A pirates life for me
Assassins Creed III was a mixed bag. Bigger and more ambitious than anything in the series to that point, it largely failed to engage players with new protagonist Connor.
That shouldnt be a problem for Black Flag, which jumps back in time to spotlight pirate Edward Kenway Connors grandfather whose roguish swagger and base motivations make him immediately more engaging. Propelled from a slovenly sailors life into the shadow war between Assassins and Templars, Kenway spends a good portion of the game unaffiliated with either faction, playing them against each other in his quest for easy riches before heeding a greater calling.
In the 21st century, the Templars modern face, Abstergo Entertainment, is poring through whats left of previous hero Desmond Miles, mining his genetic memories for the location of a device of epoch-defining importance. Returning players will find a ton of Easter eggs here, from the ways Abstergo white-washes the series events to favour the Templars, to the return of supporting characters in surprising roles.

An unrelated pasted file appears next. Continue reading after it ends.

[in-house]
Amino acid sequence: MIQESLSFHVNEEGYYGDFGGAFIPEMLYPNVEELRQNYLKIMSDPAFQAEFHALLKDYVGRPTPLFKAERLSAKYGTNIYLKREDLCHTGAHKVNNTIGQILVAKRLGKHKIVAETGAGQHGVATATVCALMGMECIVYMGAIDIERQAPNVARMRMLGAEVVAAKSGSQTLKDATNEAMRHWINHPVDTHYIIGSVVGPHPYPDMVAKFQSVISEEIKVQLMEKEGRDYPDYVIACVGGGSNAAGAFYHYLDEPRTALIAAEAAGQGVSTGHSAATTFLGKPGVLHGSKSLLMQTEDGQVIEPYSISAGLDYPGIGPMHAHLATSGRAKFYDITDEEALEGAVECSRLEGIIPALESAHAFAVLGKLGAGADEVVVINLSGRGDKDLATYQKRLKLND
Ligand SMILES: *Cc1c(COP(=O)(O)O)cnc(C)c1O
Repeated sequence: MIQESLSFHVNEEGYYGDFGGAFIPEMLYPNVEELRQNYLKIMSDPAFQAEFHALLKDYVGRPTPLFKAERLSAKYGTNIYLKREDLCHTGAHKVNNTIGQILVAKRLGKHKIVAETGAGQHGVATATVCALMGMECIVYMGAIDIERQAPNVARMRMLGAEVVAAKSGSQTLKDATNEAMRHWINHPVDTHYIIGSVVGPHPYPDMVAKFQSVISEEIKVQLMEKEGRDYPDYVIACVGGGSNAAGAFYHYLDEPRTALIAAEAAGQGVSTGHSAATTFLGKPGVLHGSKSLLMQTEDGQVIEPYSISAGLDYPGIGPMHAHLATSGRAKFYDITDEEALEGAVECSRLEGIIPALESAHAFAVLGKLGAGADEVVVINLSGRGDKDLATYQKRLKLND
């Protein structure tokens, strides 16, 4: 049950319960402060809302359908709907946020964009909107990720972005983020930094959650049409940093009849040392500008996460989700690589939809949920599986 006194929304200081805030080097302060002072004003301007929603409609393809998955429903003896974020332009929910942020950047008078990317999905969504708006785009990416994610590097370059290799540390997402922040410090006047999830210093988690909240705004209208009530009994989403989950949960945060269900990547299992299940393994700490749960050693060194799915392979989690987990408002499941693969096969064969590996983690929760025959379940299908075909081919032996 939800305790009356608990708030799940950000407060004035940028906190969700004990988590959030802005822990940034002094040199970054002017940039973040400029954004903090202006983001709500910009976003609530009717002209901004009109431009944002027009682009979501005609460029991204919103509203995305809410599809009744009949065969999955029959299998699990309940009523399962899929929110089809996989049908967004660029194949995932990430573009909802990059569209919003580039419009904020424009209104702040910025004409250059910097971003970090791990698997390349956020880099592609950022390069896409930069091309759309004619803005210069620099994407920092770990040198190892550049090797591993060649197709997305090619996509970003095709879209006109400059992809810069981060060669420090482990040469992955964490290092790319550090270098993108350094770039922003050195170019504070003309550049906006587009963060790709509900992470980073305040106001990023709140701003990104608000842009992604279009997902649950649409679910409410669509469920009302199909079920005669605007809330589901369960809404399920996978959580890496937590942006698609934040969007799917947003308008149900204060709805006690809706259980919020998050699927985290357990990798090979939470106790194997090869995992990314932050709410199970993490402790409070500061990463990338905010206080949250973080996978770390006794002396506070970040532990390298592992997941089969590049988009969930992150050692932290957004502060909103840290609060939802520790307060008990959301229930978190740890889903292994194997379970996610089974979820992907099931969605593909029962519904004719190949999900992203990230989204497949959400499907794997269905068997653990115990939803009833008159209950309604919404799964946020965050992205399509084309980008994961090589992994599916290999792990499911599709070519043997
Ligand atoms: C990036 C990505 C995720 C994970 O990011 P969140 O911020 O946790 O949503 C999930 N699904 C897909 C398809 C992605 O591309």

In both time periods, there are additions to the Assassins Creed formula, though rarely more than slight refinements. The present day sections adopt a first-person perspective, which bolsters the sense of immersion and mystery as you uncover the secrets of Abstergo. Playing as Kenway brings the usual mix of stealth and free-running, though melee combat is much improved, particularly against larger groups. Naval missions in Kenways ship, the Jackdaw, offer sharper controls and more satisfying nautical battles, far less frustrating than those of its predecessor. The multiplayer offerings also benefit from a once over, with the now-familiar hunter/prey modes joined by a particularly thrilling area domination one.
However, Black Flag feels oddly torn between appealing to newcomers and placating long-time fans. Kenway can take on assassination contracts, usually targeting Templars, long before hes inducted into either faction or invested in their conflict. Theres a weird dichotomy between plot and mechanics throughout the game, making it feel schizophrenic in its progression, or at least forgetful. Basic gameplay elements puzzle quests for Mayan relics, hunting and crafting, finding cargo at sea are introduced long after players will have mastered them, something even newcomers to the series will find distracting.
Assassins Creed IV doesnt so much rock the boat as shuffle the chairs on deck. Its the same core experience, but better. A compelling lead, an interesting story, a vast and gorgeous world to explore just no real surprises along the way.